Malls and shopping centers beleaguered by dwindling foot traffic could look “tremendously different” in 10 years, incorporating residential and other uses, a real estate executive said Tuesday.
Joshua Weinkranz, Northeast region president at New Hyde Park-based Kimco Realty Corp., which owns more than 500 shopping centers including 30 on Long Island, said some brick-and-mortar operations like Walmart are finding ways to incorporate online offerings into their physical store locations, allowing them “to stay relevant” amid competition from e-commerce companies like Amazon.
Others, especially traditional department stores like Macy’s and JCPenney, are struggling in their efforts to only “compete on price,” he said. “The better locations might remain, but there’s a lot of ‘B locations’ out there that are just not going to survive.”
In those instances, Weinkranz said, looking at residential redevelopment opportunities with a mix of retail, office and other uses might be the smarter move.
His remarks came during a panel discussion organized by the Long Island Real Estate Group.
Panelist Matthew Whalen, senior vice president at national multi-family developer AvalonBay Communities, suggested that certain mall properties, such as Roosevelt Field, Smith Haven Mall or the Walt Whitman Shops, could benefit from looking at mixed-use residential projects at their sites.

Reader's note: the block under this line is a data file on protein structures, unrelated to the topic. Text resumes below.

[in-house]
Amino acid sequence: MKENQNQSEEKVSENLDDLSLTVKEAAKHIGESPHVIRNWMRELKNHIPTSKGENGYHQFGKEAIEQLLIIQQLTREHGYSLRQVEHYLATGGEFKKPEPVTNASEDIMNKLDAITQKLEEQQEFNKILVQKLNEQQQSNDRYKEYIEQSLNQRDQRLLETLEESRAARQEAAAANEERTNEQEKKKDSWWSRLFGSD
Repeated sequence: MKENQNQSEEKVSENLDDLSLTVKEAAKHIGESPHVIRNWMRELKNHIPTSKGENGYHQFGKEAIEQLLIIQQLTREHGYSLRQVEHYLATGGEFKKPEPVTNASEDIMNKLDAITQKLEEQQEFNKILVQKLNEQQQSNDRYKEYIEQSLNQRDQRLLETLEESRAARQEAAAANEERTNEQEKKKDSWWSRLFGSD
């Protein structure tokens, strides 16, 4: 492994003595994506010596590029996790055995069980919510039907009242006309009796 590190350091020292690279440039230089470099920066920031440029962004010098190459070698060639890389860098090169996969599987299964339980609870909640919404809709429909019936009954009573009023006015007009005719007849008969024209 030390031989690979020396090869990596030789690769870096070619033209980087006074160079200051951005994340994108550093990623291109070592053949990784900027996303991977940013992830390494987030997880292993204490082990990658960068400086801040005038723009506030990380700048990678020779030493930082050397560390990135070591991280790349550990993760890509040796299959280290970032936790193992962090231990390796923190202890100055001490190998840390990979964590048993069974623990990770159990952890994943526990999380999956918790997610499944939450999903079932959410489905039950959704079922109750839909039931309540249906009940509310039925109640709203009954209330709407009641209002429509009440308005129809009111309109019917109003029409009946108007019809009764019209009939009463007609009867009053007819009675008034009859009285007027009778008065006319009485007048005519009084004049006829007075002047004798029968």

“I just look at those assets as places that I would be interested in investing money to have people live there,” Whalen said. He said AvalonBay is talking with national mall owners such as Simon Property Group, Taubman Centers and Westfield Corp. about potential partnerships in projects in the future.
Weinkranz said that on Long Island, Kimco’s Airport Plaza is one location where the company has been looking to add residential components.
“It really does have all the building blocks necessary for a phenomenal mixed-use development on Long Island,” Weinkranz said. “It’s a great asset now. The retail does great. But it can be so much more.”